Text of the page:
• Limited evidence is available on key intervention components. However, speculation by authors and/or information from focus group interviews suggests that leadership and the use of a team approach, patient education materials, provider reminders, user friendly interfaces, and evidence-based materials may be important to the effectiveness of outpatient ASPs.

Key Question #3
Does effectiveness vary by clinic type or setting (e.g., primary care clinic vs. emergency department or urgent care, or VA vs. non-VA), or by suspected patient condition (e.g., respiratory tract infections, urinary tract infections, soft-tissue infections)?

  • Most studies included in the review were conducted in primary care clinics and included enrolled patients with respiratory tract infections. With limited information from other settings or other suspected patient conditions, it is not possible to reach conclusions about whether effectiveness varies by clinic type or patient condition.
  • Two studies were conducted at VA medical centers. Provider and patient education was found to decrease the percentage of patients presenting to emergency departments prescribed antimicrobials for respiratory tract infections without affecting patient outcomes, and a computerized clinical decision support system was found to reduce the proportion of unwarranted prescriptions.

Key Question #4
What are the harms of antimicrobial stewardship programs in outpatient settings?

  • None of the recent eligible studies reported possible harms of outpatient ASP implementation. There was limited reporting on return clinic visits, hospitalizations, and adverse events (including mortality). Studies that did report, generally found no significant differences between intervention and control groups.

Key Question #5
What are the barriers to implementation, sustainability, and scalability of antimicrobial stewardship programs in outpatient settings?

  • Limited data suggest that scalability and sustainability outside of the studied settings may be difficult. Implementation facilitators include convenience of interventions and access to training sessions, as well as efforts to include patients in self-care.

Future Research
This review highlights reduced prescribing associated with stewardship interventions. Future research might look at ways to enhance outpatient antimicrobial stewardship by involving infectious disease specialists and clinical pharmacists in the prescribing decision at the point-of-service via electronic interface – or by using automated surveillance techniques to monitor patient progress. Future studies also should focus on differences in clinically-meaningful endpoints, such as return clinic visits, emergency department visits, adverse drug events, and duration of illness. Large healthcare systems might introduce new stewardship programs in a staggered manner, randomizing facilities to different roll-out times and collecting data as the roll-out proceeds, allowing for a block-randomized trial while instituting a stewardship program. To achieve large sample sizes needed to adequately assess patient outcomes, review investigators recommend a collaborative approach with large healthcare institutions working together.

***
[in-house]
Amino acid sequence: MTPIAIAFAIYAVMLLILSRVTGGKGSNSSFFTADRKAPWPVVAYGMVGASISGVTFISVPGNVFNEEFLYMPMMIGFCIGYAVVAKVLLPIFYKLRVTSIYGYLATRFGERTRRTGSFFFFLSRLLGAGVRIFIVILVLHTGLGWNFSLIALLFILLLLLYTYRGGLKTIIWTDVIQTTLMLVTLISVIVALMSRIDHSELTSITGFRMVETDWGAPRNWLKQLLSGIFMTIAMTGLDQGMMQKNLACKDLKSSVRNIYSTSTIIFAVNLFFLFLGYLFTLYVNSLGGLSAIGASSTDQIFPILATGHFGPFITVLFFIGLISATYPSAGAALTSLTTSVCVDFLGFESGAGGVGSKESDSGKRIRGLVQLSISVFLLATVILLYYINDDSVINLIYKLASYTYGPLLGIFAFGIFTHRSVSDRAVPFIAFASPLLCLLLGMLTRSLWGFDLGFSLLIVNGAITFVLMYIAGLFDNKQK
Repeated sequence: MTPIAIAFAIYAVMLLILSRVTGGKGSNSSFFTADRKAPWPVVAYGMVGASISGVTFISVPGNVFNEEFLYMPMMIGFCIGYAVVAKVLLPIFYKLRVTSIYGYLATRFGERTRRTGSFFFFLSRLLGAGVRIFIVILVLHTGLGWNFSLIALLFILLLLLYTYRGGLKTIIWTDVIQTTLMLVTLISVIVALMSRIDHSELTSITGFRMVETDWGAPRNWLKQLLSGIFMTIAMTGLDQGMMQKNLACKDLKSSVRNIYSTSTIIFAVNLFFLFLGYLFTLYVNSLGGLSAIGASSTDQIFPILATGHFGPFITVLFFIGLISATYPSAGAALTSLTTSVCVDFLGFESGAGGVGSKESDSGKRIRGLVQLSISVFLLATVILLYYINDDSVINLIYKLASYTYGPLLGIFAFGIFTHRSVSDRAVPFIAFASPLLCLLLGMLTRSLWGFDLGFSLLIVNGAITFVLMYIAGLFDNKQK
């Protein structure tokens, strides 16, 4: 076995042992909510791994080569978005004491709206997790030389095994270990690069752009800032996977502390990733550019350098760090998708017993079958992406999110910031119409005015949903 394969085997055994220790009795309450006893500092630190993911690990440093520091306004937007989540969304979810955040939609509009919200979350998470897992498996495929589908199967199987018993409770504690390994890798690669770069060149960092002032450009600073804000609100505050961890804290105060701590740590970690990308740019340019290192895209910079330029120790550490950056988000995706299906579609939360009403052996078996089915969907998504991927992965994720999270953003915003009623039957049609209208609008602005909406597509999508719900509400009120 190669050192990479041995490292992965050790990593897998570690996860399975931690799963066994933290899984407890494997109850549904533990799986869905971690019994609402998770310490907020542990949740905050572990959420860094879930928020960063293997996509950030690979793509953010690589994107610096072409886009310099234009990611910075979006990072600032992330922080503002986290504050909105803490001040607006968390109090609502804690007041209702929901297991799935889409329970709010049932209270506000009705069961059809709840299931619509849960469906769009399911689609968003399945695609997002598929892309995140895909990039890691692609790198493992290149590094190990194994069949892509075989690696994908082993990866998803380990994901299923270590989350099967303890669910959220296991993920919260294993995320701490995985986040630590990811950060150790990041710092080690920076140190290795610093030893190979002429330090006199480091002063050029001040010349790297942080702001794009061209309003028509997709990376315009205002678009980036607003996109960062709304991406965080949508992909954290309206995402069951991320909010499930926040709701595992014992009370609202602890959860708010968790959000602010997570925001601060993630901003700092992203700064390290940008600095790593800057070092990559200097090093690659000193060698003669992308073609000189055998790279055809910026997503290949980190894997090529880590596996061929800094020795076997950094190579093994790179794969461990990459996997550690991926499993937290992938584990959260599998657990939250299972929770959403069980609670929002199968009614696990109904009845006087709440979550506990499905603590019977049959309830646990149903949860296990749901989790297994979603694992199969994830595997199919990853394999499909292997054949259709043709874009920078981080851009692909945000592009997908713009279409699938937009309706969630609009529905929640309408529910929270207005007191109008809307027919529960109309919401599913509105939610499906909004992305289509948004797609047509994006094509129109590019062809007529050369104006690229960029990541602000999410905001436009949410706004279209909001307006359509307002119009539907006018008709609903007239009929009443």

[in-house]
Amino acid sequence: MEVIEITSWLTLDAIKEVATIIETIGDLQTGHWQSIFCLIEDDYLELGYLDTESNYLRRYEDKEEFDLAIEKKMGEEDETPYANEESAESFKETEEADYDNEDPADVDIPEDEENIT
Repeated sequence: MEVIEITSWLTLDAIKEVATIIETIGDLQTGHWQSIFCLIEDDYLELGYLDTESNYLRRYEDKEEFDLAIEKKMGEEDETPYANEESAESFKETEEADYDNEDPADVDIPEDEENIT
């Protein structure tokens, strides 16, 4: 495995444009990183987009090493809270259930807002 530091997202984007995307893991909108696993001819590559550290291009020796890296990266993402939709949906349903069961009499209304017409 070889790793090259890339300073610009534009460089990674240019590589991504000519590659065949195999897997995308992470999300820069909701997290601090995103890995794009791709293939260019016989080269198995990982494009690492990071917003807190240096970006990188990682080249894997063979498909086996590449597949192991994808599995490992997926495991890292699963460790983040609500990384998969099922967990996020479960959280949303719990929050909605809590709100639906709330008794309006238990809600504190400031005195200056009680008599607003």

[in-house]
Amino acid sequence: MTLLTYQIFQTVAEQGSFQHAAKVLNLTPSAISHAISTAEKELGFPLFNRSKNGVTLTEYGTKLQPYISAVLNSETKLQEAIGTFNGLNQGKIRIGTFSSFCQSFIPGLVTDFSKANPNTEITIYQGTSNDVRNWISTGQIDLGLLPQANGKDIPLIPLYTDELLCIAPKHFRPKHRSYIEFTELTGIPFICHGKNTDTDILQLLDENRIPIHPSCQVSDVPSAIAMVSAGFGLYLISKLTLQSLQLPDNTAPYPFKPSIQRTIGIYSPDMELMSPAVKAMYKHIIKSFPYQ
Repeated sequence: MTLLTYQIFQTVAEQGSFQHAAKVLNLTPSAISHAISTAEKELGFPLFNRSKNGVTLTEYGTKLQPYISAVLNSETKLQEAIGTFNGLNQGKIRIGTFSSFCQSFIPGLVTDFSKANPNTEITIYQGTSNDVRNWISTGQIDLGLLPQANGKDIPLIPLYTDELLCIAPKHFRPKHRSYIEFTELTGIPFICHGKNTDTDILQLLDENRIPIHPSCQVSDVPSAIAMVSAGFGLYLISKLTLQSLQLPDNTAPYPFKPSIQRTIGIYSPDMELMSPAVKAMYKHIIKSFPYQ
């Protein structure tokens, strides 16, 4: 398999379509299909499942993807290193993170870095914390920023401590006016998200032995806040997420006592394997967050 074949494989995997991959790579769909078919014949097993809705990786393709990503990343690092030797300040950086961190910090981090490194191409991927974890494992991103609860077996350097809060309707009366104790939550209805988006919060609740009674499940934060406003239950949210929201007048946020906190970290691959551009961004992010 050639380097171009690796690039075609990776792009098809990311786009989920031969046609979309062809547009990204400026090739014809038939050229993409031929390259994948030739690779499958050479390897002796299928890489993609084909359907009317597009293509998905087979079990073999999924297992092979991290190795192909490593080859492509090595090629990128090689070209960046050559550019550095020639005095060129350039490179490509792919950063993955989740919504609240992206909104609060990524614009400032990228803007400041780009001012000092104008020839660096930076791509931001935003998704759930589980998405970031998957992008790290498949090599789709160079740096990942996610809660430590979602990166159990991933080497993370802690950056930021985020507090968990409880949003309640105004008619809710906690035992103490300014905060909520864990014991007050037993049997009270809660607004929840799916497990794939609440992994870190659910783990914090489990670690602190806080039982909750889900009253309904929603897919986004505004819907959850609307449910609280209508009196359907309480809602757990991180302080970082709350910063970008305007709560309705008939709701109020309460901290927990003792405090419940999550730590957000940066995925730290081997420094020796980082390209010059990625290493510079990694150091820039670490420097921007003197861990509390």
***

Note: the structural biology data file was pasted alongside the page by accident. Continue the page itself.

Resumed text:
A Cyberseminar session on this ESP Report will be held at 12:00pm (ET) on May 12, 2014. To register, go to the HSR&D Cyberseminar web page.

This report is a product of VA/HSR&D's Quality Enhancement Research Initiative's (QUERI) Evidence-Based Synthesis Program (ESP), which was established to provide timely and accurate synthesis of targeted healthcare topics of particular importance to VA managers and policymakers — and to disseminate these reports throughout VA.


Drekonja D, Filice G, Greer N, Olson A, MacDonald R, Rutks I, Wilt T. Antimicrobial Stewardship Programs in Outpatient Settings: A Systematic Review. VA-ESP Project #09-009;2014.

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This Management eBrief is a product of the HSR&D Evidence Synthesis Program (ESP). ESP is currently soliciting review topics from the broader VA community. Nominations will be accepted electronically using the online Topic Submission Form. If your topic is selected for a synthesis, you will be contacted by an ESP Center to refine the questions and determine a timeline for the report.

This Management e-Brief is provided to inform you about recent HSR&D findings that may be of interest. The views expressed in this article are those of the authors and do not necessarily reflect the position or policy of the Department of Veterans Affairs. If you have any questions or comments about this Brief, please email CIDER. The Center for Information Dissemination and Education Resources (CIDER) is a VA HSR&D Resource Center charged with disseminating important HSR&D findings and information to policy makers, managers, clinicians, and researchers working to improve the health and care of Veterans.

This report is a product of the HSR&D Evidence-Based Synthesis Program (ESP), which was established to provide timely and accurate synthesis of targeted healthcare topics of particular importance to VA managers and policymakers - and to disseminate these reports throughout VA.